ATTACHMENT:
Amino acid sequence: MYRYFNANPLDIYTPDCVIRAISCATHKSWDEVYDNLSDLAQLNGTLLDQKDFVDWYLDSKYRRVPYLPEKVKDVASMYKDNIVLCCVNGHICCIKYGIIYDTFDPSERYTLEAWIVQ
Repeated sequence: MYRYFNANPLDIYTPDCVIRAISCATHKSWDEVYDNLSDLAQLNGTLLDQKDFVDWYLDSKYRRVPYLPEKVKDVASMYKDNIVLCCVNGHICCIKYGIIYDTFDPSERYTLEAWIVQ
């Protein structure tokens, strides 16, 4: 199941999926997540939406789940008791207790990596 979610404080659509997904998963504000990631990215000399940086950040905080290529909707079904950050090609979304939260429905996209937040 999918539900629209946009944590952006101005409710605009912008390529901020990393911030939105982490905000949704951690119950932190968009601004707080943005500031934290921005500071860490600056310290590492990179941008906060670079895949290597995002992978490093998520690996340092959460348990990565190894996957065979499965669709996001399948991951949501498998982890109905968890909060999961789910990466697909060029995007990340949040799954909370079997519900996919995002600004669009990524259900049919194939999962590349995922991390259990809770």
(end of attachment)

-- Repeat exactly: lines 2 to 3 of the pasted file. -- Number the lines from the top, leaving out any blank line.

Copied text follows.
Repeated sequence: MYRYFNANPLDIYTPDCVIRAISCATHKSWDEVYDNLSDLAQLNGTLLDQKDFVDWYLDSKYRRVPYLPEKVKDVASMYKDNIVLCCVNGHICCIKYGIIYDTFDPSERYTLEAWIVQ
């Protein structure tokens, strides 16, 4: 199941999926997540939406789940008791207790990596 979610404080659509997904998963504000990631990215000399940086950040905080290529909707079904950050090609979304939260429905996209937040 999918539900629209946009944590952006101005409710605009912008390529901020990393911030939105982490905000949704951690119950932190968009601004707080943005500031934290921005500071860490600056310290590492990179941008906060670079895949290597995002992978490093998520690996340092959460348990990565190894996957065979499965669709996001399948991951949501498998982890109905968890909060999961789910990466697909060029995007990340949040799954909370079997519900996919995002600004669009990524259900049919194939999962590349995922991390259990809770």